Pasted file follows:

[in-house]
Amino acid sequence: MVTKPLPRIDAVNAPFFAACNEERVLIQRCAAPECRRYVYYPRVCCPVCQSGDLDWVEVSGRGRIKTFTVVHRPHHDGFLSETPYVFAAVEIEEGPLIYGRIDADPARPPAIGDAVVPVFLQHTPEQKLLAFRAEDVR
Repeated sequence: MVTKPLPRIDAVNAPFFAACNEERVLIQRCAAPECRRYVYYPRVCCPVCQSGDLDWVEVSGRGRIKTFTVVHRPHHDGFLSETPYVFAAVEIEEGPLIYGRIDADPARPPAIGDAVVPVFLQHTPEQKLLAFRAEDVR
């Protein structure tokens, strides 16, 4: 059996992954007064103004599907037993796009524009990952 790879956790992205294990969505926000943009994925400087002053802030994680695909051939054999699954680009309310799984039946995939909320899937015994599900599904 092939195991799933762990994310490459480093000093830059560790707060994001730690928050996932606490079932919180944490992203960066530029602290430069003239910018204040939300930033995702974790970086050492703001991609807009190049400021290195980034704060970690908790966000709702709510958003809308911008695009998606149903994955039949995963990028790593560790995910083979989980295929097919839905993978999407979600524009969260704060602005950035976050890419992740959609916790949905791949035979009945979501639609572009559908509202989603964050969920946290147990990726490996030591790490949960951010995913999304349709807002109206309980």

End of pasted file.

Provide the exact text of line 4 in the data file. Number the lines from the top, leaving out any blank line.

């Protein structure tokens, strides 16, 4: 059996992954007064103004599907037993796009524009990952 790879956790992205294990969505926000943009994925400087002053802030994680695909051939054999699954680009309310799984039946995939909320899937015994599900599904 092939195991799933762990994310490459480093000093830059560790707060994001730690928050996932606490079932919180944490992203960066530029602290430069003239910018204040939300930033995702974790970086050492703001991609807009190049400021290195980034704060970690908790966000709702709510958003809308911008695009998606149903994955039949995963990028790593560790995910083979989980295929097919839905993978999407979600524009969260704060602005950035976050890419992740959609916790949905791949035979009945979501639609572009559908509202989603964050969920946290147990990726490996030591790490949960951010995913999304349709807002109206309980």